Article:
Southeast representatives added dozens of projects worth about $13.5 million to the capital budget before it passed the House. They were included in the final public-works funding list passed by the Legislature before it adjourned.
One large project is the Lynn Canal Highway, slated to run north out of Juneau. It got $10 million toward construction from the capital budget and other sources.
Another is Ketchikan’s Medical Center addition, which picked up $5 million on top of $10 million already included by the state Senate.
Southeast’s four House members also added smaller community grants, most helping local government, social-service or similar groups.
Those ranged from $150,000 for Hydaburg teacher housing to $80,000 for Pelican fuel dock and float repairs.
The budget also includes $200,000 for manhole covers and sewer line repairs in Thorne Bay. Wrangell Representative Peggy Wilson says the lines can’t handle heavy storms.
“That system was so bad that when they have a lot going on it actually comes up through the manholes. And the manhole lids get floated away,” Wilson says.
The governor can veto projects in the capital budget.
The House did not restore some funding cuts made by the Senate. For example, close to $1.5 million for two Sitka water and sewer projects remained out of the budget.
The House also cut some items the Senate included. An example is $2 million for repairs to Juneau’s State Office Building parking garage.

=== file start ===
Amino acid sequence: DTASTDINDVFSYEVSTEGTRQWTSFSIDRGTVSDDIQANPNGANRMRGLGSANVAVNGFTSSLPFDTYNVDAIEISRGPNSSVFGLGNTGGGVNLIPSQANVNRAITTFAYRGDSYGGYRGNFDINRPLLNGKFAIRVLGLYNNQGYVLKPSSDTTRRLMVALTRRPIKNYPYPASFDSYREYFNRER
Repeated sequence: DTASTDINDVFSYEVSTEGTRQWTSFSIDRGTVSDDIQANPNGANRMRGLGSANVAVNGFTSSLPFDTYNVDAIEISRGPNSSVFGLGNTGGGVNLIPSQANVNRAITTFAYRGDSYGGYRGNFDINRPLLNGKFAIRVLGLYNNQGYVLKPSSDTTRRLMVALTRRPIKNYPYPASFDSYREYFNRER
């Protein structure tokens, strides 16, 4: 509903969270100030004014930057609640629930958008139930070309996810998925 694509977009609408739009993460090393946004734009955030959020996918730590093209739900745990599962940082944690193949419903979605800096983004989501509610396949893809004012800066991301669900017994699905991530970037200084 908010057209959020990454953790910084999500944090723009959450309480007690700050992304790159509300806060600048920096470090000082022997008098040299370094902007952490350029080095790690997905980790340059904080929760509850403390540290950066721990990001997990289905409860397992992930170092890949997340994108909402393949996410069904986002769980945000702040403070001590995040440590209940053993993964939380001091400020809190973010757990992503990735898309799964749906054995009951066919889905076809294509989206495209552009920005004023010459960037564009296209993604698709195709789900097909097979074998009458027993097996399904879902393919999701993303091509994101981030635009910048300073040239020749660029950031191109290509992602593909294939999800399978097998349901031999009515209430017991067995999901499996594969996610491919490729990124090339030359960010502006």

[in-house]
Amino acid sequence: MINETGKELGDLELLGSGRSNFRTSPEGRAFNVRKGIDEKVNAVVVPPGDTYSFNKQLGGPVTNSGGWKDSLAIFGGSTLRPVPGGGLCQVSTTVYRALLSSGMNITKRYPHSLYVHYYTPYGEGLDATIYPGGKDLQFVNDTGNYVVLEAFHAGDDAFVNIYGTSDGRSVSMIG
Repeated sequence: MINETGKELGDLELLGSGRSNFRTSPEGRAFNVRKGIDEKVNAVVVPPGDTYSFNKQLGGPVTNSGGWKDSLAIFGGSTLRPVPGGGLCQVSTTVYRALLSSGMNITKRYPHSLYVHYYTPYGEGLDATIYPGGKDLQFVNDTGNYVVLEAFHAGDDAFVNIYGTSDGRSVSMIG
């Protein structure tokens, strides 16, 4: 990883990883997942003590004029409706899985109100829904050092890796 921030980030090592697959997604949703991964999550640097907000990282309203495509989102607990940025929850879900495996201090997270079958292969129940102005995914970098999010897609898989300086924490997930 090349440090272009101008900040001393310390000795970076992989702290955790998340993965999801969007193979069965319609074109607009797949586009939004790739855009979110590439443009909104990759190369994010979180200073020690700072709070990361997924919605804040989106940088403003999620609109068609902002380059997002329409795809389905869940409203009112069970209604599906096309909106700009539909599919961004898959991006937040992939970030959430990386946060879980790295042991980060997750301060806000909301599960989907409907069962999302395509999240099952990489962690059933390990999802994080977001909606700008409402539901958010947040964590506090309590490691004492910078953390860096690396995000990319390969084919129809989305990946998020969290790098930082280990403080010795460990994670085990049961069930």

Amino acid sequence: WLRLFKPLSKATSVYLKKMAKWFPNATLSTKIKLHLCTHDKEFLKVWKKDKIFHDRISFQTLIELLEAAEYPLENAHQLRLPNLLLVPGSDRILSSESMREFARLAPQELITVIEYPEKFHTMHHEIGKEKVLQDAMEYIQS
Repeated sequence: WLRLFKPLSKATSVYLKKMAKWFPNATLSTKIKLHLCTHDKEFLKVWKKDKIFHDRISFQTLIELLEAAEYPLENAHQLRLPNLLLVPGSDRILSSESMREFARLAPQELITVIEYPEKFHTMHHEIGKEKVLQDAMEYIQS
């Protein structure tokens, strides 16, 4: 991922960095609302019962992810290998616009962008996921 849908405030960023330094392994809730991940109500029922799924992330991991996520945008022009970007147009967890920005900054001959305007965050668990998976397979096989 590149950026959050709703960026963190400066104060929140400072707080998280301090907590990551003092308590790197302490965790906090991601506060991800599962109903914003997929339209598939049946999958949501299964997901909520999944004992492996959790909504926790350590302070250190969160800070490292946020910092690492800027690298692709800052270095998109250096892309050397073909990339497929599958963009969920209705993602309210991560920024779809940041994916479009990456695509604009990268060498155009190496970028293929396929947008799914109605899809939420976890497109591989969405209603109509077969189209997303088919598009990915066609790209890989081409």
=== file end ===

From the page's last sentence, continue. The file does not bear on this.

Here’s a few other small projects added by the House:
- Juneau Filipino Community building repair and maintenance, at $80,000.
- Juneau’s Haven House transitional program for women released from prison, $50,000.
- Hollis Volunteer Fire Department Emergency Radio Equipment, at about $16,000.
- Port Protection boardwalk repairs and maintenance, at $18,000.
- $200,000 toward Saxman’s Mahoney Lake hydroelectric project.
- $500,000 for improvements to Southern Southeast Regional Aquaculture Association facilities.
- Indian Country status in Alaska would afford the same protections as reservation lands in the Lower 48.
- To many, ivory means dead elephants wasting away in the sun. "What they don’t see is walrus ivory, legal harvest, food on the table, economic benefit to rural Alaskans,” says biologist Gay Sheffield.
- “We don’t want to move quickly at all costs,” said Alaska BP regional manager David VanTuyl. “We don’t want to rush into the largest energy project in North America that only ends up losing lots of money for all of us.”
- Sealaska’s newest board member will continue to push for election and management changes. At least one long-time board member says she's willing to listen.